You definitely have achieved that and it's refreshing to see a more relaxed environment. I know that outside of the business, you’re into a bit of art collecting, alternative investments etc. What’s your approach when it comes to picking art?

Yeah, I have a few pieces I’m quite proud of - some Kaws, some Bearbrick, some Lego and I’ve just got into Pokemon cards [laughs]. I guess the Pokemon cards are moving away from ‘traditional art’ but I’ll always give something a go.

There will always be a value aspect - I want collecting to be a generational thing. Mum and Dad were into the local art scene growing up and they have lots of pieces - their house is like a gallery. My grandparents didn’t have much involvement in that sort of thing but I always appreciated growing up around these beautiful things.

I guess I have an eye for things that will hold their value - that’s part of the appeal of watches as I definitely look to grow my collection over the next few years. The trusty G-Shock has seen me well through hospo but I’m definitely after some nicer pieces.

What are your eyes set on?

I really like the Tudor Black Bay 58, it would be a good day-to-day workhorse for me in the cafe without being too flashy as well. I play a bit of golf as well so it fits well with my lifestyle. For nights out with my partner, weddings and occasions I would love to get my hands on a vintage Rolex Datejust with a white gold bezel.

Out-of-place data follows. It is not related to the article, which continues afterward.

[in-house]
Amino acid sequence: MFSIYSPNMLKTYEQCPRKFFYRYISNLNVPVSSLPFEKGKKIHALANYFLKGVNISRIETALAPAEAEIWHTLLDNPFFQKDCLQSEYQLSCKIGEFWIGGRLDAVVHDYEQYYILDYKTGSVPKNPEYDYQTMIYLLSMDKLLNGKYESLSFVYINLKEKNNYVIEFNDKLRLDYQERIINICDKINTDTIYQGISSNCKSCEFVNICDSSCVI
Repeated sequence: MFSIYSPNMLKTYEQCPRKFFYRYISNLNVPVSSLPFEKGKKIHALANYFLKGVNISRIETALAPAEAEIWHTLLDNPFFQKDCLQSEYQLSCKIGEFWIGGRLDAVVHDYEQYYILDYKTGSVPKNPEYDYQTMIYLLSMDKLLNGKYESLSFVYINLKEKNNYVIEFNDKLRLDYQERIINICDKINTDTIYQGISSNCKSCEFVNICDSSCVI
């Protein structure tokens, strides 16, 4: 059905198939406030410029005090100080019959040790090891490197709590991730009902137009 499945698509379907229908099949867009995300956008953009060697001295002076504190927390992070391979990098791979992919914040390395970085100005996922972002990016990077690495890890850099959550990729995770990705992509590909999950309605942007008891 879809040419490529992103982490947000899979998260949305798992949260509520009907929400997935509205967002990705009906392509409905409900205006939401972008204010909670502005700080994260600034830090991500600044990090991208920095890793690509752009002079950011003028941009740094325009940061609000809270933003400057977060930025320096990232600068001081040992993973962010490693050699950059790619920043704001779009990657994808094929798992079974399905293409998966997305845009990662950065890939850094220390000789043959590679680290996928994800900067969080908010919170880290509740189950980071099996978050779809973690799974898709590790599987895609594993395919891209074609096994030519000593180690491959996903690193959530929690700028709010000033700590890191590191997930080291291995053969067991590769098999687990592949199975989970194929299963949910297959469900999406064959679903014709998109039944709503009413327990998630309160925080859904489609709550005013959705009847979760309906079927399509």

Both excellent options. I can definitely see you wearing the Tudor for many years to come. What's your approach when it comes to collecting?

My approach is definitely about things I can enjoy personally. I don’t buy artwork I don’t want to put on my wall. I don’t want to buy a watch to keep it in a drawer. I want to know I can use these things and they will hold their value.

I'm glad you hold those values, a lot of people across all those facets only purchase it because of its "resell" value or "hype".

That's not what it's about, you should enjoy the stuff you own and it builds character with you.

Totally. So what's next for the cafe and yourself going into 2022 and beyond?

I'm constantly looking out for new venues, and want to expand the business. As we move on from Covid, I’m sure there will be some nuggets of gold out there. I like the idea of smaller venues - cafes or wine bars, just something with a smaller footprint that you can focus on delivering a high quality experience.

Something I plan on doing (outside of business) is to grow my watch collection so no doubt we'll be in touch about that over the course of the year!

Thanks for your time Jesse. You can find Neighbour at:

2A Hakanoa Street
Grey Lynn
Auckland 1021